What’s the Cost of Becoming an Architect?

The cost of becoming an architect_featured image

When you think of becoming an architect you may just see the hefty price tag of college tuition, exams, licensure and the long road it takes to get there. It’s a long journey and the price can add up, but what does it actually cost to become a licensed architect? The path can be broken down into four main parts: education, experience, examination, and licensure.


The first step, which is the same with most professional practices, to becoming a licensed architect is getting a quality education. Currently, the national average for college tuition per year ranges from $9,970 – $34,740 (depending on whether you are an in-state or out-of-state student). Of course this price can vary greatly depending on housing options, scholarships, and what university you attend. Most architecture programs are 5-year programs so we’ll multiply this out to account for that. $49,850 – $173,700

Staying in-state and applying for scholarships can reduce the price, but it is important to attend a university accredited by NAAB because that gives you the easiest path to licensure no matter what state you’re pursuing licensure in.

Architect graduates


It is possible that you could receive your license as soon as you graduate, but before you can become an architect, you have to document a certain number of hours of experience working in architecture. The AXP outlines how to properly track your hours and how soon you can start. AXP is a program run by NCARB. The initial start-up cost for an NCARB record is $100 and the renewal fee will be $85 every year.


Perhaps the most daunting part of becoming an architect is taking the Architecture Registration Exams (ARE). With six separate exams, study materials, and the hours of time spent studying, the cost of these exams can climb pretty high. The total of all six exams will cost you $1,410 (that’s a minimum which assumes you don’t let any exams to expire and don’t fail any). If you were to buy all of the NCARB recommended study materials you can tack on an extra $3,068.17 (based on current amazon prices). Time to dust off your college textbooks and get studying!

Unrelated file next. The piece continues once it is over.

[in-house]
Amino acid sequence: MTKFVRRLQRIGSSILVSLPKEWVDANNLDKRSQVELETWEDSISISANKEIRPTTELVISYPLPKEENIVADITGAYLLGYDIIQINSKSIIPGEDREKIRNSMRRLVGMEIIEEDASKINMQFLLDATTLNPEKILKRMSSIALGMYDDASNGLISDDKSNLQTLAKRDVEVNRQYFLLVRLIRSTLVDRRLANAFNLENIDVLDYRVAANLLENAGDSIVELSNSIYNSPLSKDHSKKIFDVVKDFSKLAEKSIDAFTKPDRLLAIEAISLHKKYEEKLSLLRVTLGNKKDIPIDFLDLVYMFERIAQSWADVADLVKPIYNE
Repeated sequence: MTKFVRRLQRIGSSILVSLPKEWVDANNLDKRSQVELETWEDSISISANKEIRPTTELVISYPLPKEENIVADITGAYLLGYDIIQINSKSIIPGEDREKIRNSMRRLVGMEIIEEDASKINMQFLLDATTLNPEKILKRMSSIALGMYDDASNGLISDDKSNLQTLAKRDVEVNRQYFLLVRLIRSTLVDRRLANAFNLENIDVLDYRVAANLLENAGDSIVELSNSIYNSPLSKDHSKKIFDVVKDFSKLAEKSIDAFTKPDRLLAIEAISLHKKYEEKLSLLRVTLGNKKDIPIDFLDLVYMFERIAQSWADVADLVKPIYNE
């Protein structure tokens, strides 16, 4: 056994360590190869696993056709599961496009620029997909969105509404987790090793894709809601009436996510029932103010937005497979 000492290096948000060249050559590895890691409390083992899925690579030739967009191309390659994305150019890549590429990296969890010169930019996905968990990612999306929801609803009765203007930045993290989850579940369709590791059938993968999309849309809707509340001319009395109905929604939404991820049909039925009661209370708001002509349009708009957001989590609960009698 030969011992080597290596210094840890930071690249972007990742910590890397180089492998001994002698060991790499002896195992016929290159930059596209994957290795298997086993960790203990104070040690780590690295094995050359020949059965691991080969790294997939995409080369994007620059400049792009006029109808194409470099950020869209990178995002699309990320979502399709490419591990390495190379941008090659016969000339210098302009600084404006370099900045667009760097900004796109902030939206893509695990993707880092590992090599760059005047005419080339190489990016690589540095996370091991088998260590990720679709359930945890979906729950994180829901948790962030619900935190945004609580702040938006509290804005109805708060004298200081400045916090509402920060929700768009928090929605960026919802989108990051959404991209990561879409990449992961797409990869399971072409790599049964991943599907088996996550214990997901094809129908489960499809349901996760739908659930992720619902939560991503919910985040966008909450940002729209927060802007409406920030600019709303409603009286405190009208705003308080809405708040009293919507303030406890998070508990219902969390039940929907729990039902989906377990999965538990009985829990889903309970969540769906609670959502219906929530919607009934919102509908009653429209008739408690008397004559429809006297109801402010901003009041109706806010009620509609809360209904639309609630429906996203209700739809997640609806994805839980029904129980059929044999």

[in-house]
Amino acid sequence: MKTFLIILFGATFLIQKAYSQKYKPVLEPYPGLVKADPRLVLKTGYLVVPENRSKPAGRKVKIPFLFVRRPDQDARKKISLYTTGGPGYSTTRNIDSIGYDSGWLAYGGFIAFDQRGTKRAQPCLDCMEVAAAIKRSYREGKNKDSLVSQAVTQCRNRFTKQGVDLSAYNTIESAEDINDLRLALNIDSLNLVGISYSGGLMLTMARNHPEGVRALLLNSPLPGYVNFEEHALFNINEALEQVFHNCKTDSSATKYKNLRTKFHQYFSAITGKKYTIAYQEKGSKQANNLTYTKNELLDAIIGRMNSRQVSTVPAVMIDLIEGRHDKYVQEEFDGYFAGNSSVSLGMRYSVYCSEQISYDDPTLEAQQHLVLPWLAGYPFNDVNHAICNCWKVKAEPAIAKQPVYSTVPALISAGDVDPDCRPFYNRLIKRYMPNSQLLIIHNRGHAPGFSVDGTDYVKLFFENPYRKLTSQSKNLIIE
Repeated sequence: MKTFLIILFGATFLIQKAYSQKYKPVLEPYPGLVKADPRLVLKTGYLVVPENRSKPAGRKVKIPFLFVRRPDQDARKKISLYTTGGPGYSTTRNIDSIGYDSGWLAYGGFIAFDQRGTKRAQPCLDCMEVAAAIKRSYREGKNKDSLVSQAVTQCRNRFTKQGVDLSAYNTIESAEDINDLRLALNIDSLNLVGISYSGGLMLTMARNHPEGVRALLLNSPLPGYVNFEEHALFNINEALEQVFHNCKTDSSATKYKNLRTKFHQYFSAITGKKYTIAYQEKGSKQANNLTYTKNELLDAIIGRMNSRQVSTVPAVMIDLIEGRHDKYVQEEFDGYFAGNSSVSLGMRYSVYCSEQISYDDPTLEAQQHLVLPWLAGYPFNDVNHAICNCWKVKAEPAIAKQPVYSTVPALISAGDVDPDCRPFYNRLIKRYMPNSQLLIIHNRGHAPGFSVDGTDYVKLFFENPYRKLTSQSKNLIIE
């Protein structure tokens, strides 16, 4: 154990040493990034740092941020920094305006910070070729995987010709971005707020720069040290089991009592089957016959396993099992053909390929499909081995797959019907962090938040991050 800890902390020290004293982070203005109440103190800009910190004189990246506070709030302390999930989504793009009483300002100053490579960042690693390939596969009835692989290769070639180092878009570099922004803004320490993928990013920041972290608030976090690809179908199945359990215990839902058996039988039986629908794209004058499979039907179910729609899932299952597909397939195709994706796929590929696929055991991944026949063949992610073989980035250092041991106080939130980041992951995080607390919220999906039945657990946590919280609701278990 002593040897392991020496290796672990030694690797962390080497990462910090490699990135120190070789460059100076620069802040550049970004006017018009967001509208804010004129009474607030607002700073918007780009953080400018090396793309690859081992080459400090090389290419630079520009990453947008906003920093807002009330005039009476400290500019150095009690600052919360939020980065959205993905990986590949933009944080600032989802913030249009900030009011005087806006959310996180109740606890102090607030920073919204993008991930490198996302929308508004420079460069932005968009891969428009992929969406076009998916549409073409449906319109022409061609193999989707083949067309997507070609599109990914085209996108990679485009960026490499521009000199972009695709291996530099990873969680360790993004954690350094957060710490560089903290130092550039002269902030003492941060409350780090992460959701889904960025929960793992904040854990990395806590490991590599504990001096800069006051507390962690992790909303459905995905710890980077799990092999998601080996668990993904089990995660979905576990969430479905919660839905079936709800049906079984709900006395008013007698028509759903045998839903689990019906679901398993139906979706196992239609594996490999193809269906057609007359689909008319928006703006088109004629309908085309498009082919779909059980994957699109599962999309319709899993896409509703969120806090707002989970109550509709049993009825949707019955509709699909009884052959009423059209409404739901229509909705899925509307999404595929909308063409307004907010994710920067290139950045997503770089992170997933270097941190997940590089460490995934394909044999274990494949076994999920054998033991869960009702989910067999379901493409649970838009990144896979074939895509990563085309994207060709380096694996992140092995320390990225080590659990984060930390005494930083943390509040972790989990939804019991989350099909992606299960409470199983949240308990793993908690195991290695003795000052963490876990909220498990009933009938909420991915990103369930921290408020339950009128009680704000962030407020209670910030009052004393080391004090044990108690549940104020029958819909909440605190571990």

architect drafting


Once you’ve gotten a degree, passed the ARE, and logged your required number of hours (whew!) you can finally apply for an architecture license! There may be additional requirements depending on your jurisdiction, but trust me the hard part is over! The cost to apply for a license varies based on your jurisdiction, but you can expect to pay an additional $25 – $85 in processing fees. There’s also a $385 transmittal fee from NCARB for sending your NCARB registration to the appropriate jurisdiction.

Total Cost of Becoming an Architect

That was a lot of numbers. So how much is all of this actually going to cost? Here’s the breakdown:

5-year B.Arch Degree: $49,850 (in-state public) – $173,700 (out-of-state private)
NCARB application fee: $100
NCARB renewal Fee: $85
Recommended NCARB ARE Study Materials: $3,068.17
ARE exams: $1,410
License Application: $25-$85
NCARB Record Transmittal Fee: $385

Total: $54,923.17 – $178,773.17

Yikes! That total can seem pretty pricey, but, if you’ve already taken on the cost of schooling (which accounts for over 90% of these costs) it’s silly to not pursue your license.

The cost of getting a license can be well worth the investment. Some firms will cover the cost of getting a license because it’s beneficial for them to have licensed architects on their team. Talk to your HR department to see if they offer any aid. If not, maybe you can help get something started! Our ARE practice exams are also a great affordable way to study for the ARE. Each of our practice exams gives a content category score at the end so you can strategically purchase the NCARB recommended resources you need.

Lastly, it’s good to keep in mind that licensed architects practicing in the US make an average of $106,588 while unlicensed architecture positions only pay an average of $54,501. Acquiring your license can nearly double your salary.

cost of architect breakdown

The process of becoming an architect can seem daunting and expensive, but every career path is an investment. If you choose to get your license, you will earn back the money you initially invested and you will open up the door to career opportunities you may not have had before- not to mention you get a cool rubber stamp with your name on it!